As therapists we want to heal and help. Practicing with an inclusive policy is vital to make sure we welcome all people to our practice; but what does that involve day to day?
Well, we can offer good accessibility for parking cars, wheelchair access, single-floor access for people who may be unsteady. We can write policies and be aware of legislation that affects people we may treat and ensure safe practice in an appropriate environment. We can offer community visits to people who cannot get to our clinics. We can provide many modes of communication via the phone, social media, websites, and emails for people, so they can choose a preferable way to contact us and communicate.
In fact, communication is at the very heart of what we do. We communicate daily through touch, tone of voice, body language and gesture. However, for some people with communication difficulties this may be difficult to interpret or understand. This is where we can engage in a total communication approach.
Becoming aware and trained in different communication methods can be helpful in ensuring you offer all your clients every opportunity to feel understood and therefore begin to work through any issues that may be affecting their health.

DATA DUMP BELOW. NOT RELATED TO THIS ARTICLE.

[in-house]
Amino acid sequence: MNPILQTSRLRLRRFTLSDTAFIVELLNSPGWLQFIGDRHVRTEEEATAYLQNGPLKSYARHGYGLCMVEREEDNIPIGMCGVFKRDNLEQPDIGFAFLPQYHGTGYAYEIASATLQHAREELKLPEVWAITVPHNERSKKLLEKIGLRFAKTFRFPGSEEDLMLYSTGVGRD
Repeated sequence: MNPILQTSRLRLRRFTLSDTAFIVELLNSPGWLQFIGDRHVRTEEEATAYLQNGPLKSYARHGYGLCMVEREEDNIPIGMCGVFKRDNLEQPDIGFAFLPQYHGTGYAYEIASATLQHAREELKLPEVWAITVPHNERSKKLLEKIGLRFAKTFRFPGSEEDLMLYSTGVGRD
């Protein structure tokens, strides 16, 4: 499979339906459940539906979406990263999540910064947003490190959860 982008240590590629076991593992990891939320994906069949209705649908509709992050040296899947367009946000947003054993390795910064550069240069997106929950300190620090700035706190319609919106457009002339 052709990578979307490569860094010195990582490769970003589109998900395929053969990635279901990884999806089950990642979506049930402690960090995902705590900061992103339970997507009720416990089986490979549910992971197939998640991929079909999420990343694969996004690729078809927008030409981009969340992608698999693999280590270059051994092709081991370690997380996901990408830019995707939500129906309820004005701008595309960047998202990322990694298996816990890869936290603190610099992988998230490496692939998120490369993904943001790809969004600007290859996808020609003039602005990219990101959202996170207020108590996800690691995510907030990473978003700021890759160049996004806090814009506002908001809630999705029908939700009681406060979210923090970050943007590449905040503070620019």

Signing is increasingly being championed within our communities to ensure that people who find speech or hearing difficult can be valued and made welcome. More shops, companies charities and individuals are being trained to sign. Whether it be Makaton, British Sign Language or another blend of basic key signing this can make a huge difference to communicating.
If a client has learning difficulties, you can use sign to say hello in a way that makes them feel comfortable. You can establish if and where any pain might be. You can build rapport more quickly and encourage someone to trust you and enable them to receive a treatment where previously they may have refused.
Signing helps both communicators slow down and focus. People of all ages who are on the autistic spectrum can feel that you have entered their world on their terms and help them open up to you and trust you. Once you have established that trust, new possibilities about helping them slow down, focus and connection with the world around them can occur.
Even people who do not know signing, can follow conversations better especially if they have some sort of cognitive impairment which requires more visual prompts. Try signing along as well as verbalising your message to someone who lives with dementia if it is appropriate. You might be surprised at how much better they follow what you are saying as many signs are based on natural gesture.
Signing is designed to be used alongside the spoken word, this allows the other person every opportunity to use all their communication skills to understand and speak with you. We lip read more than we realise, and people with hearing impairments even more so. So it creates a clearer, more holistic form of communication.
Signing can reduce the frustration associated with being misunderstood. In turn this can reduce behaviour we find challenging, and therefore pre-empt aggressive episodes and even reduce the need for medication used to calm people down.